Ancient History Comes to Life on Campus

Celtics vs. Romans: 2012

History student Evan Giannakas helps Neal Bourbeau, educational programs manager at Higgins Armory Museum, demonstrate the efficiency of ancient Roman helmets at a recent demonstration at UMass Lowell.

History student Evan Giannakas helps Neal Bourbeau, educational programs manager at Higgins Armory Museum, demonstrate the efficiency of ancient Roman helmets at a recent demonstration at UMass Lowell.

05/10/2012
By Julia Gavin

Swords clashing, spears flying through the air and disagreements over the origin of chain mail. Just your average history class at UMass Lowell.

To bring ancient history to the classroom, the History Department sponsored a visit by Higgins Armory Museum educators to Prof. Ethan Spanier’s Warfare in the Ancient World and Byzantine History classes. Students from other disciplines and even community members also joined the demonstration in front of Sheehy Hall, which featured a fully costumed re-enactment of battle between a Celtic warrior and a Roman soldier.

“I really believe experiential learning activities like this – seeing the weapons and hearing the history in context – bring a new sense of understanding for my students,” says Spanier.

The educators, Nancy Huntington and Neal Bourbeau of the Worcester-based museum, walked their audience through the history of conflict between Celtic warriors and Roman soldiers. In addition to explaining the groups’ societal and combat differences, they discussed the ancient fighters’ weapon ingenuity and how we have learned about their cultures through archeological finds and writings.

“One of the things I like most about the Celts is that their women had many rights and often fought in battle, which we know from Roman writings,” says Huntington. “They said that a single Gaul is fierce enough in battle, never mind if his wife joins in.”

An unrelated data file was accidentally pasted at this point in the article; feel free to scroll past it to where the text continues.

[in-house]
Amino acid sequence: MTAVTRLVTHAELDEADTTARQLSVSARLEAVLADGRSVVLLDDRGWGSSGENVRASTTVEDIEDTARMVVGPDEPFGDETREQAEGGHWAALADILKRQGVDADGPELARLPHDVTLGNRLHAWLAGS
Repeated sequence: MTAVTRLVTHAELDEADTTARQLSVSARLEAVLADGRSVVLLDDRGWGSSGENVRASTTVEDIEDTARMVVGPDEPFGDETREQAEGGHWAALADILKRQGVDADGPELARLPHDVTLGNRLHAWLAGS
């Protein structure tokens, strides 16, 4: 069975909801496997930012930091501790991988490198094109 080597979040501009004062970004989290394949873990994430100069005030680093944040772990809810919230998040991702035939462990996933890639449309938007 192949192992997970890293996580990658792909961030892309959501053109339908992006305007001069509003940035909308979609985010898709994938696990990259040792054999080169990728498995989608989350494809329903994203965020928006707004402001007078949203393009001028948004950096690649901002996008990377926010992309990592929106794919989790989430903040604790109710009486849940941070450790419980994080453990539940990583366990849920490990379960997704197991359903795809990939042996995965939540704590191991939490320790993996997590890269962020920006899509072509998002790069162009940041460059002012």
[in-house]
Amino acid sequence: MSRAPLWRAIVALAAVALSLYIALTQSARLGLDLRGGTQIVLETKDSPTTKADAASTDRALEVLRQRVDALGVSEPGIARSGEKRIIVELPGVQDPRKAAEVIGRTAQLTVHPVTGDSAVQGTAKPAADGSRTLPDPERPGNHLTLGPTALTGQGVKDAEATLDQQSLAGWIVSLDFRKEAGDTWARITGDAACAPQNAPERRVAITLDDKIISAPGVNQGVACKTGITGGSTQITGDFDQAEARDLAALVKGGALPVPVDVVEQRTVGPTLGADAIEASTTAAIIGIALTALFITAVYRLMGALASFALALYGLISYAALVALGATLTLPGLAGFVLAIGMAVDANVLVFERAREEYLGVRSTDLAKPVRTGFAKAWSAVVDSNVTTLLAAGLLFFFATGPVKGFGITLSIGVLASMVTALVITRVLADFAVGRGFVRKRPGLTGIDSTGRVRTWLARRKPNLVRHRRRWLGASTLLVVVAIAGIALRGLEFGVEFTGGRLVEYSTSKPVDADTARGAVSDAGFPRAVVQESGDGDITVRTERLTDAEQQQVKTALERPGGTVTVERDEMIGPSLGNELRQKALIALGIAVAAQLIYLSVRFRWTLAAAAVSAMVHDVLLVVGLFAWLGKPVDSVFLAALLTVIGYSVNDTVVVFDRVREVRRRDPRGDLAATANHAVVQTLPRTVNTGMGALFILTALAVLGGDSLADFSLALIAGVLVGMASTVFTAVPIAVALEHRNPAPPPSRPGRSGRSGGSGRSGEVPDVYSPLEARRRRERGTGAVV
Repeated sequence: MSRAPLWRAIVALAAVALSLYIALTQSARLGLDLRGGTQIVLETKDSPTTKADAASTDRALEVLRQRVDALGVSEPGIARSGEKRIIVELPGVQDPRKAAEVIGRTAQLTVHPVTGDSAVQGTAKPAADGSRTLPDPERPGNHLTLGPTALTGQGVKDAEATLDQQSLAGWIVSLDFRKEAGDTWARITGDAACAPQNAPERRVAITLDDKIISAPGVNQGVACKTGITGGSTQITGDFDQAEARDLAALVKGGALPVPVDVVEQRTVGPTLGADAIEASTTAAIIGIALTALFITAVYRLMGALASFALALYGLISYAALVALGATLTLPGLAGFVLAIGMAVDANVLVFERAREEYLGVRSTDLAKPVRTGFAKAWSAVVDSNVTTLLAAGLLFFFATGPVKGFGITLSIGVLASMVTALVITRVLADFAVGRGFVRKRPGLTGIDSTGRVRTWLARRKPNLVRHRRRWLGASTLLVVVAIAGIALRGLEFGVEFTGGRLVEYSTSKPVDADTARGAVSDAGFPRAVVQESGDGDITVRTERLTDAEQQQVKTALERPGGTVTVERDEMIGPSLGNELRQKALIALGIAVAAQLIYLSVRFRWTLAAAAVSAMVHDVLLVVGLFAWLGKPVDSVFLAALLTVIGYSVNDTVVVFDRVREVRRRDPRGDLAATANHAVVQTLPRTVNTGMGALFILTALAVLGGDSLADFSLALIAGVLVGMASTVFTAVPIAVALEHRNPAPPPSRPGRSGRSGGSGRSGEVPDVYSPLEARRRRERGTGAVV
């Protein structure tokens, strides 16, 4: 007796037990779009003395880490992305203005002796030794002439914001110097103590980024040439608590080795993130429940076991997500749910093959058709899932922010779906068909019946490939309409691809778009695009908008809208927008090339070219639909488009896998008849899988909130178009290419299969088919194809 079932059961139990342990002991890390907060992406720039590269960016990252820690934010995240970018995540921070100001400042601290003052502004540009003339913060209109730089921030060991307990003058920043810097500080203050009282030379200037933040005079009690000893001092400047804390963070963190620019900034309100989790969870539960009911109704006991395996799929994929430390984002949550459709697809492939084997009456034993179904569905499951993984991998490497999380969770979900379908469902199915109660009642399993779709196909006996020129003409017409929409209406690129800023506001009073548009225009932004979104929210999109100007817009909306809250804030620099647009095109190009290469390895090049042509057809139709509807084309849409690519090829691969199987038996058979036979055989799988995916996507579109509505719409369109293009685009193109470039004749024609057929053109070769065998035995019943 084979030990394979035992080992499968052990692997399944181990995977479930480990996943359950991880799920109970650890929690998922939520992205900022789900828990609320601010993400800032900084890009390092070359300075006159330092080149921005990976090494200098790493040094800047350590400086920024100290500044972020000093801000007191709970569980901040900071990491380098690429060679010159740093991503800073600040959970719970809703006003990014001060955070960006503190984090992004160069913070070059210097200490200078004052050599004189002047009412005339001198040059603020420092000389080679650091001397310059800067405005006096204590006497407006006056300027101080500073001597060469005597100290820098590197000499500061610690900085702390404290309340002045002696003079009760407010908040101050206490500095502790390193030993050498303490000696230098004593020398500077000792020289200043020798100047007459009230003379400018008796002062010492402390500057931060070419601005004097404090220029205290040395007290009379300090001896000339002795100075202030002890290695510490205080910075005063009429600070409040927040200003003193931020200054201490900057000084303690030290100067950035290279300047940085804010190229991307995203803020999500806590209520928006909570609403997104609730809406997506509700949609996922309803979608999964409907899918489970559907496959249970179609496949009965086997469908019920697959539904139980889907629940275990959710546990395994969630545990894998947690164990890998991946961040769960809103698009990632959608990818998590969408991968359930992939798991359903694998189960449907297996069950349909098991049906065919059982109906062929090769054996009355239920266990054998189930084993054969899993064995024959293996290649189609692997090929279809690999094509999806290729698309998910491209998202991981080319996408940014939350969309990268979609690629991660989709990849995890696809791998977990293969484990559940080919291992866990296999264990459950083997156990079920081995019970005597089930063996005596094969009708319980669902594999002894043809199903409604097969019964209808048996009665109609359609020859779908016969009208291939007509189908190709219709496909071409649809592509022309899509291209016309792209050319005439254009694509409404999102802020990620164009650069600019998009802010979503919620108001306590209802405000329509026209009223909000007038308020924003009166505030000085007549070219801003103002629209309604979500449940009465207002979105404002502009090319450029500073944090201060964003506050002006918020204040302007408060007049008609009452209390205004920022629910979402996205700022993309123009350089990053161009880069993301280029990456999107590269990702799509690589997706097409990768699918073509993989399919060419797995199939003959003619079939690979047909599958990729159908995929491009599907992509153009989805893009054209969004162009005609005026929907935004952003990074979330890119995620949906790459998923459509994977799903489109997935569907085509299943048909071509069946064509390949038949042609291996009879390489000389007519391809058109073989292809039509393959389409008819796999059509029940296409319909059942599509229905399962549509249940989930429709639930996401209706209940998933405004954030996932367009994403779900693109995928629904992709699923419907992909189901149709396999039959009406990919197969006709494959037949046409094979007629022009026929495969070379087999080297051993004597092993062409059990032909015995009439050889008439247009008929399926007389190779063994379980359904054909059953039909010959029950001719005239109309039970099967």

Bourbeau says that while ancient Roman culture may have collapsed – Spanier was the only one in attendance who celebrated the ancient festival of Lupercalia this year, a smaller number than those who celebrated St. Patrick’s Day – its structure survives in the Roman Catholic Church.

“We have enough documentation to see their structures still used today,” says Bourbeau. “These costumes and weapons are re-created from what we’ve interpreted from relics, art and written descriptions of what their world looked like.”

Passions Turned Careers

Huntington’s and Bourbeau’s jobs of donning costumes and using weapons to educate people about their ancient interests were motivating for many of the students present: both hold history degrees from the UMass system.

Kate Shantler, a history transfer student, brought her father to campus for the class. They both enjoyed the demonstration and seeing the doors her degree will open.

“The demonstration was really interesting and it was cool to see the history we’ve been reading and discussing played out live,” Shantler says. 

“It can be hard to get students interested in an ancient era, but this type of demonstration can really bring history to life,” says her father, Tim. “I really learned a lot about the Celts and Romans.”

To further immerse herself in history, Shantler plans to travel to Athens, Greece in June with several classmates to take Spanier’s Greek and Roman Historians class where the historical action took place. The students will study at the American College of Greece and participate in several cultural excursions, which Spanier says will allow them to “taste and feel the ancient world.” The trip is one of many faculty-led international learning opportunities that will be offered this summer.

“I never had these hands-on experiences in classes before I came to UMass Lowell and started in Prof. Spanier’s classes,” says Shantler, who also participated in an earlier in-class debate with full costume. “He’s really helped me identify what I want to study in history and decide that I want to be an educator, too.”